Reluctant Good Samaritan Buck Hoyt boiling mad, cursing and sputtering, hunkered down in front of the woman. Her eyes flew open, and long black lashes moist with tears brushed her dirty cheeks. The color of those eyes startled him. They were blue, blue as lake water in summer. Her complexion, beneath all the grime, he suspected, would be porcelain white, as white as his mother’s fine bone china, not nut brown and weathered as he’d presumed. He’d expected to find an Indian woman; that would’ve made sense. Indian women often went off by themselves to give birth. But a white woman, no, never.
Obviously terrified, she stared up at him, her beautiful orbs darting, flicking and flashing. She sat there shaking, her eyes blinking.
He growled and thrust the blankets at her, hating her, hating himself, hating the whole damn mess. “Here.”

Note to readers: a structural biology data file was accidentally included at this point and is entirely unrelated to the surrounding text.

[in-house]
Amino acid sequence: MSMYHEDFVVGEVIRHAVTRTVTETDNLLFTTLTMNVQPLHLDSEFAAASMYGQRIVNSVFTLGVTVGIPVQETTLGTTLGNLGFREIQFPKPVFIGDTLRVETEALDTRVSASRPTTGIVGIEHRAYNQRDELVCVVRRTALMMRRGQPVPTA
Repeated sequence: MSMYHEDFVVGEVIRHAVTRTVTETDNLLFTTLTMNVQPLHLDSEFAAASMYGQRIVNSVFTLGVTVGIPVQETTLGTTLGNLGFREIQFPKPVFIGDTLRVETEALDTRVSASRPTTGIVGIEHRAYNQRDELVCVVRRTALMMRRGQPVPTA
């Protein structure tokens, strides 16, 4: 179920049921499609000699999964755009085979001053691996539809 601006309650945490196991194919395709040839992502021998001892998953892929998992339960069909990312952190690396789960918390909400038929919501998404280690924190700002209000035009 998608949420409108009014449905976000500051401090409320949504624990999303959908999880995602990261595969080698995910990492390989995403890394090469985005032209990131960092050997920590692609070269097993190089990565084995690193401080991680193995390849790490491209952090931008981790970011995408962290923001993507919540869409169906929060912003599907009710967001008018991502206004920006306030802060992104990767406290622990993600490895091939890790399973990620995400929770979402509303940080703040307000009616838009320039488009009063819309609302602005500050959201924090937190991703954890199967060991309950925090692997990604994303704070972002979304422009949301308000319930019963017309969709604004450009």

She didn’t move. Ruthlessly, he snatched the howling baby from her to wrap him up tight in the other blanket before thrusting the socks at her. She sat there, looking stupid, and he groaned with foreboding—clearly, she was dumber than the boulder behind her.
Looking up through the falling snow, he complained to the higher power in charge. “Now I’m saddled with a damn half-wit whore and a squealing brat. Why me? You know who I am. I’m a devoted sinner, and I like it. Putting their lives in my hands is like putting both of them on the road straight to Hades. And if this is some kind of test, I can tell you right now, I aint’ got a snowball’s-chance-in-hell of passin’. No sir. And this woman is gonna suffer because you had to go and try to teach me some kind of lesson. There ain’t no sense in it, and you’re wasting your time.”